More than half of mortgage loans made between 2005 and 2009 would not have been granted if FSA proposals on responsible lending had already been in place, according to the Council of Mortgage Lenders (CML).
As part of its response to the regulator's Mortgage Market Review (MMR) consultation paper, the CML assessed what impact the proposals would have had if applied five years ago.
It suggests some 51%, or 3.8 million, "good loans" - those that have never suffered payment problems - would potentially not have been made, while an estimated 151,000 arrears and 38,000 repossession cases might not have occurred.
The FSA is proposing major reforms to end excessive loans and crack down on interest-only mortgages. It also wants to impose more rigorous financial checks on applicants.
The CML said it did not expect the impact of the FSA's proposals to be as high on new business as on past business, due to the significant changes the market has seen in the last few years.
However, its analysis suggests the future effect of the MMR could be far higher than the FSA's own impact assessment has shown.
According to the FSA, only 17% of borrowers who took out mortgages between Q2 2005 and Q1 2009 would not have been granted the mortgage they obtained if the proposed requirements had been in place.
But the CML says this figure only takes into account the impact of lenders using a 35%-of-income affordability assessment and did not address other proposed requirements.
These were: assuming the mortgage is on a capital repayment basis with a maximum 25-year term; applying a 20% income buffer to the affordability test of impaired credit applicants; and applying a 2% above the initial interest rate "stress test" to assess affordability if rates rose.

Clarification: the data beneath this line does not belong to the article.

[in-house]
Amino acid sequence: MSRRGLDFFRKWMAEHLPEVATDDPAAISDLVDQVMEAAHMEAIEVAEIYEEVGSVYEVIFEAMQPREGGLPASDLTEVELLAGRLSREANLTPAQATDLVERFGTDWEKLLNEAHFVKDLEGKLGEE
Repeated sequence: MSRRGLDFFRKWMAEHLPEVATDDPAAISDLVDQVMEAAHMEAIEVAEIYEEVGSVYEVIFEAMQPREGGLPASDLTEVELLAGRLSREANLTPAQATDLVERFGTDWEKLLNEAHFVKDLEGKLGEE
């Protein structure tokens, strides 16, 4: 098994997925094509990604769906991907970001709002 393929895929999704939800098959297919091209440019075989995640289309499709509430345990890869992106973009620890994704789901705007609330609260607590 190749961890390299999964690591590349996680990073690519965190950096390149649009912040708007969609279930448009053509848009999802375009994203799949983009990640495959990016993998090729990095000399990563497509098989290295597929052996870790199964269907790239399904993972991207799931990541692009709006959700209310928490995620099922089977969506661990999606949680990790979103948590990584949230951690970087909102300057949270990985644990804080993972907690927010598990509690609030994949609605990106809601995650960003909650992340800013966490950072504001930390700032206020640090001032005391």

It says this resulted in the proportion of loans affected rising to 51%.
First-time buyers (FTBs) would have been particularly badly hit, it adds, with some 730,000 FTBs between Q2 2005 and Q1 2009 being denied a mortgage under the proposals, despite never showing repayment problems.
Impaired credit borrowers would also have been affected, with 80% denied a mortgage, of which 20% were in payment difficulties in 2009.
The CML says this again suggested the number of borrowers prevented from accessing mortgages despite not suffering payment problems far outweighed the number 'protected' from difficulty.
The trade body stresses it is not against regulatory change and accepts many of the proposals.
But it warns: "Our concern is to make sure the rules which are finally implemented are clear in their intended impact, practical in their implementation, and fair in their overall effect on consumers, intermediaries and lenders alike."
The FSA says its proposals will address the "major failures" that have occurred in the mortgage market in recent years.
"Our evidence shows 16% of borrowers are already financially overstretched and they are facing problems now as a result of their lenders' practices in the past, not the MMR.
"But for now borrowers are also benefiting from historically-low interest rates and house price inflation, which cannot go on forever.
"This is why it is imperative that we take steps to protect vulnerable consumers and ensure lenders are making responsible decisions.
"It is in the interests of all that we get this right: both lenders and borrowers suffer from irresponsible lending."
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